The 1848 March of Company H

Santa Fe Republican, September 12, 1848, reported:

-Co. (H,) 1st Dragoons, commanded by Lt. Buford, from Fort Gibson, reached this place on Saturday, the 9th inst., all in fine health and spirits.  It seems that Lieut. Buford came direct from Fort Gibson almost a new and untravelled route, which he considers much the best and shortest to the United States.

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Arrival of Co. H. 1st U. S. Dragoons.

Co. H., 1st U.S. Dragoons, under Lieut. R. Buford, accompanied by Lieut D. B. Sackett, arrived in this city on the 9th inst. [September], from Ft. Gibson, having left that place on the 17th of July last.

We are under many obligations to Lieutenant Buford for the following information relative to his trip and the new route taken by him across the plains.  The Lieutenant and his force on leaving Ft. Gibson, marched up the Arkansas River to the mouth of the big Red Fork, or [illegible] river, and then following up that [illegible] to the Salt Rock, a great salt plain which [illegible] is about three hundred miles from Fort Gibson.  On the 17th of August, they left the Salt rock and proceeded south, and struck the waters of the Cimaron and main Canadian—”then continuing their march in a westward direction between these two streams until august the 20th, when they altered their course to the north and crossed the waters of the north fork of the Canadian, (which is not near as large a stream as represented on many of our maps) and on the 31st [?] of August, struck the Santa Fe road, near the middle Cimaron spring, which point is about five hundred miles distant from Ft. Gibson by this route, the actual distance of which would not5 be over four hundred miles from the middle Cimaron spring to Fort Gibson; he also states that a route and good road could be laid out from Santa Fe New Mexico, via the Salt Rock, following partly the route taken by him, the distance of which from Santa Fe to Fort Gibson would not be over six, to six hundred and fifty miles by this route—”good camping ground, with a large abundance of wood and water every night, and fine grazing beside, innumerable buffalo could always be found.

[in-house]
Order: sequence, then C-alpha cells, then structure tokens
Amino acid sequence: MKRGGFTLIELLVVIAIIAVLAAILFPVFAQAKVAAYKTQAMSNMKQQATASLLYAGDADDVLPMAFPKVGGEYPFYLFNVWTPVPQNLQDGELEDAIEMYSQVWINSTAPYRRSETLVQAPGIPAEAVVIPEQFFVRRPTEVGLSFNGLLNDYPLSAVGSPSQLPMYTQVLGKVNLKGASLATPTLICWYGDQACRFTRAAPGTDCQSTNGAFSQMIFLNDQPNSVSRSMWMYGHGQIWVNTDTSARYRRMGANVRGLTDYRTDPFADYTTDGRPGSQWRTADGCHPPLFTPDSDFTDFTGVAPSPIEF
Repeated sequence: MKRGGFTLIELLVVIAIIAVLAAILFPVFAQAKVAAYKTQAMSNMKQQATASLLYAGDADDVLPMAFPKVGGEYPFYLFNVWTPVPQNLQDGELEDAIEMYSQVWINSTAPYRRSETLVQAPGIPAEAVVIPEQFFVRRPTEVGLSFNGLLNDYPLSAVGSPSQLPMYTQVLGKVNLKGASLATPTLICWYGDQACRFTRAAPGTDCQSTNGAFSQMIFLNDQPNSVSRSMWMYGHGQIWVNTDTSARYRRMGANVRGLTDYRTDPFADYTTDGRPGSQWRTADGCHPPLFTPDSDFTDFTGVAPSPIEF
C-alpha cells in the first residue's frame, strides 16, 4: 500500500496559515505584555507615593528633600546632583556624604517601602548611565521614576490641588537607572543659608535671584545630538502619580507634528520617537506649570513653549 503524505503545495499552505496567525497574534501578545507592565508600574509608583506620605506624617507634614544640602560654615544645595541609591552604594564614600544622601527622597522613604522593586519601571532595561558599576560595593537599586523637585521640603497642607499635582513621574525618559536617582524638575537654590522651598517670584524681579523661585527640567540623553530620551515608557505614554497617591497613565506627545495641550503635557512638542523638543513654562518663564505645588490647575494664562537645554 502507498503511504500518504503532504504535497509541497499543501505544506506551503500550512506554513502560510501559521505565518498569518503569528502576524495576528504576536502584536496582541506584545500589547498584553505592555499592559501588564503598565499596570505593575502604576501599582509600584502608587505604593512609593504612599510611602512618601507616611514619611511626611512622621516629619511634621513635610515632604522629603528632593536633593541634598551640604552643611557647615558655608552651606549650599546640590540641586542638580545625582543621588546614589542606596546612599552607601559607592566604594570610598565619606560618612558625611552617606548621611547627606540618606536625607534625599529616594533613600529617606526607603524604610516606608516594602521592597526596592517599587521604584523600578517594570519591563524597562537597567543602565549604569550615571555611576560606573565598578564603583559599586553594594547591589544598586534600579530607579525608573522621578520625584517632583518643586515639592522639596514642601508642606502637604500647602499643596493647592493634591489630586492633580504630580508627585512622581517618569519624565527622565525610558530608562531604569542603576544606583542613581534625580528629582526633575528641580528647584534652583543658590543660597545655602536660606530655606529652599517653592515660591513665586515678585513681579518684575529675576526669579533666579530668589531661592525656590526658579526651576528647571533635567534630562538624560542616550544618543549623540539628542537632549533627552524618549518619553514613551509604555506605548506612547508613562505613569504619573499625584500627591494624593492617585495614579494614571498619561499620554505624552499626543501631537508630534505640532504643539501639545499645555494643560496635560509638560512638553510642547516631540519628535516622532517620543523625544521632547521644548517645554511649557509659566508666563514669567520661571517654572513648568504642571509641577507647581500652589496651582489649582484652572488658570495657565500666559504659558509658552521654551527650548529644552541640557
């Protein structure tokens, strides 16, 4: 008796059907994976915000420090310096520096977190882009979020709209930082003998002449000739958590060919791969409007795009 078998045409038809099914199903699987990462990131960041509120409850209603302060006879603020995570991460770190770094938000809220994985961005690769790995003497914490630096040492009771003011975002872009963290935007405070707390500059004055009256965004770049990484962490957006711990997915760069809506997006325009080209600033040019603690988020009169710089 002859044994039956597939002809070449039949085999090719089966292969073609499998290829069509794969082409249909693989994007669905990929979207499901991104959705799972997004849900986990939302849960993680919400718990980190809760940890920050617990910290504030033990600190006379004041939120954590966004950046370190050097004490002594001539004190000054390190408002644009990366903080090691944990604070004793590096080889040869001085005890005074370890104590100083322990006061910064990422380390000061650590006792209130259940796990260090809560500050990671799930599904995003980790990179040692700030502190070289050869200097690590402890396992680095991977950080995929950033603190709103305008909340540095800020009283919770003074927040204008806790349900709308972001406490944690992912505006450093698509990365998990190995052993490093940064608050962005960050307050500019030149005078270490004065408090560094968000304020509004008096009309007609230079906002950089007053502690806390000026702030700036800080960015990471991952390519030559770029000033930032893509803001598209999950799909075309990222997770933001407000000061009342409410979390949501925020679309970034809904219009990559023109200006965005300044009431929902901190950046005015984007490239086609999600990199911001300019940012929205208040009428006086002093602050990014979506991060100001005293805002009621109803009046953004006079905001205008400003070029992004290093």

The Salt rock, as spoke of in this report as a particular point, we believe some day will become a valuable and important place.

The salt taken from this rock is a white and nice as any table salt, and it can be procured with but little or no labor.  Lieut. B. has in his possession some specimens of this salt, which in fact are worthy of public notice.  According to report, this rock must be one of the greatest curiosities in the world by its structure and location.  [Note that Salt Rock and Salt Fork were site of commercial salt works and had been for a couple of decades; routes to there were well traveled from the southeast.  Gregg mentions them.]

[H left Fort Gibson in July en route for New Mexico arrived at Santa Fe 8 Sept.  Left Santa Fe on the 18th and arrived at Socorro Sept 29.  Stationed their [sic] the remainder of the year.]

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